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Civil society turns to Europe to call for peace

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More and more European citizens are turning to the EU institutions in Brussels to demand that they take a leading role in ending the conflict in Ukraine. Catholic journalist, Marco Tarquinio, tells Vatican News of a widespread expectation that Europe, which is based on values ​​of respectful coexistence and fraternity, will act for peace in accordance with the Pope’s calls.

By Gabriella Ceraso & Linda Bordoni

It is increasingly clear that not only is there no solution to the war in Ukraine on the horizon, but also that the conflict and the suffering it causes may soon fade from the spotlight and fall into the oversight.

This pushes civil society to mobilize from below, silently but concretely, in favor of a “European initiative” which would transform the EU into a protagonist in the peace process.

That is the aim of a 15-point peace plan to end the Russian-Ukrainian war published last week and presented Monday at the headquarters of the European Parliament’s Italian Bureau.

He proposes a negotiated compromise peace agreement which could be negotiated by France, Germany, Italy, Turkey and Israel and would be followed by a cessation of all military operations and the withdrawal of all Russian military forces. of Ukraine outside the Donbass region.

The comprehensive peace proposal attempts to permanently resolve, rather than postpone resolution, all existing areas of contention between Russia and Ukraine in order to ensure that Russia will have no reason to resume hostilities against the Ukraine in the future.

It also addresses some of Russia’s most pressing security concerns while serving to enhance the security of NATO members by reducing the prospects of future conflict with Russia.

Marco Tarquinio is the editorial director of the Catholic publication “Avvenire”. He spoke to Vatican News about the highlights of the plan and Pope Francis’ repeated calls for peace.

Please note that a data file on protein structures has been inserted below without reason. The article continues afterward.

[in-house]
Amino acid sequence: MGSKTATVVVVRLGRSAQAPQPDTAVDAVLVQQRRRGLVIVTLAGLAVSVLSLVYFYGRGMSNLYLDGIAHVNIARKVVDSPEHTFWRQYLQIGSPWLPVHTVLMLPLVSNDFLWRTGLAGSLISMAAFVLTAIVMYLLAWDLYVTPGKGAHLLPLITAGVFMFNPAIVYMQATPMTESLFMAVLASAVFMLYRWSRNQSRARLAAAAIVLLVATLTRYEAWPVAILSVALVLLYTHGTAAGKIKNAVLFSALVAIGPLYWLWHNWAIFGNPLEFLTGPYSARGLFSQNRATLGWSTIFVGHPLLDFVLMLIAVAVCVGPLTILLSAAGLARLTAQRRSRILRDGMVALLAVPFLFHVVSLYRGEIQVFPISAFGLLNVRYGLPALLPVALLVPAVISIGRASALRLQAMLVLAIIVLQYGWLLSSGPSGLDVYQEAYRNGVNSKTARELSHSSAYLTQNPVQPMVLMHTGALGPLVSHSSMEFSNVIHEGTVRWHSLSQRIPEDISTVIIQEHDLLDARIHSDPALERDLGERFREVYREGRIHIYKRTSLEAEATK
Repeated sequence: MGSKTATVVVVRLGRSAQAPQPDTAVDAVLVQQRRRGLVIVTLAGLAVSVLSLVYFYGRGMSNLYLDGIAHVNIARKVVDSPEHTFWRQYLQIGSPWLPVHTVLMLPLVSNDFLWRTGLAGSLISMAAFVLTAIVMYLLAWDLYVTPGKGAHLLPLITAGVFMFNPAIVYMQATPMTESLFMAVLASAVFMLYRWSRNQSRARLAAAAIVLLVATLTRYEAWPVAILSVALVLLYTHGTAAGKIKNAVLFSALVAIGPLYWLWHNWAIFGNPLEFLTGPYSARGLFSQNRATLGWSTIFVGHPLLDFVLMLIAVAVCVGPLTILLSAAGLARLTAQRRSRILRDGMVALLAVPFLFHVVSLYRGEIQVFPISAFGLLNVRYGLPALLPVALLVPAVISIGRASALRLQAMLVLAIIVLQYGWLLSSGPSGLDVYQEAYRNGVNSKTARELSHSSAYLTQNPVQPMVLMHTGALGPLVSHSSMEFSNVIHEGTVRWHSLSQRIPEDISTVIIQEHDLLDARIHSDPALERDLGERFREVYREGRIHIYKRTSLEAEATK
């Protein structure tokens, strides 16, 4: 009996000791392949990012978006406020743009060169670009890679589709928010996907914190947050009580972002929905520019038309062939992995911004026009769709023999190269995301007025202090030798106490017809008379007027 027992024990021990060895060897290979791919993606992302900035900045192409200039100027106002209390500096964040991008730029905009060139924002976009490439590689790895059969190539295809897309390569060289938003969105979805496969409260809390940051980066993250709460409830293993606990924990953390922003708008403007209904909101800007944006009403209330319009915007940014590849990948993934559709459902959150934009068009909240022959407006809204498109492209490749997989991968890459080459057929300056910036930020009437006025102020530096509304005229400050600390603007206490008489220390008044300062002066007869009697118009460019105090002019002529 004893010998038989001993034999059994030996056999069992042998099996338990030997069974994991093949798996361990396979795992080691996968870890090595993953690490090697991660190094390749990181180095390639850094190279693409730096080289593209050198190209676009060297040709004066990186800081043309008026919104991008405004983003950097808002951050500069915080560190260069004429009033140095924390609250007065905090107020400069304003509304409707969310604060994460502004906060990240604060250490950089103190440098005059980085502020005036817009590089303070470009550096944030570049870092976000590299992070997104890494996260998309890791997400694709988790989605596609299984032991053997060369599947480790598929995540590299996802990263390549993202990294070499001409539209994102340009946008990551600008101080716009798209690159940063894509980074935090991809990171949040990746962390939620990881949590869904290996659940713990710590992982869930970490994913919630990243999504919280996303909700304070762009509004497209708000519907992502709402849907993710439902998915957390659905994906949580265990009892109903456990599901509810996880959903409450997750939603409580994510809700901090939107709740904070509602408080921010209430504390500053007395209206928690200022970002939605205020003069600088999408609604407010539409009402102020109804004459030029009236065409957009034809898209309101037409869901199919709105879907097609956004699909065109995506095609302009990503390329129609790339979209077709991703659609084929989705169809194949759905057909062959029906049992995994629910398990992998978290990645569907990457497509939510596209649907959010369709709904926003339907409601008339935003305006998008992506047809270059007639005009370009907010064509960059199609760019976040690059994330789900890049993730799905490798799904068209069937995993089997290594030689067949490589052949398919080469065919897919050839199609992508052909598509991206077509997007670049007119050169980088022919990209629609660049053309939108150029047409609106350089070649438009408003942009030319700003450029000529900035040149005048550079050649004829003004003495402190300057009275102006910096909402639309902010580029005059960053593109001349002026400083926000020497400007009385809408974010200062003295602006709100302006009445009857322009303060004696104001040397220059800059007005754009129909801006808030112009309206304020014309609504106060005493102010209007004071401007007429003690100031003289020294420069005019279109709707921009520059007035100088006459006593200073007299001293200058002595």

Q: Civil society calls for a united Europe. What are the central points of this call to responsibility?

It is a call which springs from below but which intends to put pressure on those who have the political power and the possibility of influencing current events, and to steer them in a different direction from that undertaken so far, without neglect all available tools.

First and foremost, the role of the United Nations, where the European Union does not have the right to vote but is represented alongside its 27 members, including France, a permanent member of the Security Council, which must take the responsibility of promoting a mediation initiative. This is something that must also, and above all, take place in the General Assembly, where a large majority of the nations pushing in this direction have already gathered.

Then there would have to be the intervention of a peacekeeping force – a word that seems to have been banished from the current scenario – and a humanitarian corridor would have to be kept open at all times. This is important to avoid what has already happened in other conflicts in which the escape routes that preserve the human dignity of the person have been sealed once the emotion of the moment has passed.

The EU is then asked to intervene in the negotiations, both possible and necessary, and not only in the role of spectator. In this regard, the document takes into account that Italy is one of the countries that has already taken a step in this direction, a step that has triggered a series of dystonic reactions from the parties concerned, especially from Russia.

In short, he calls on Europe to “grow”. It asks it to equip itself with a common security system, interdependent of States and independent of other dimensions, endowed with a genuine security and defense organization endowed with two arms: a non-aggressive military and a non-violent civilian.

Coming back to the subject of an international framework, the other appeal is addressed to multilateral organisations. The United Nations of course, but also the OSCE which, according to a wish shared by the Holy See and the President of the Italian Republic, must become a reference and embody the spirit of the actions carried out. This, so that we do not rush towards the direction of Yalta, but towards that of the Helsinki agreements of 1975 which opened a new phase in relations between European states and for stability and peace in the world.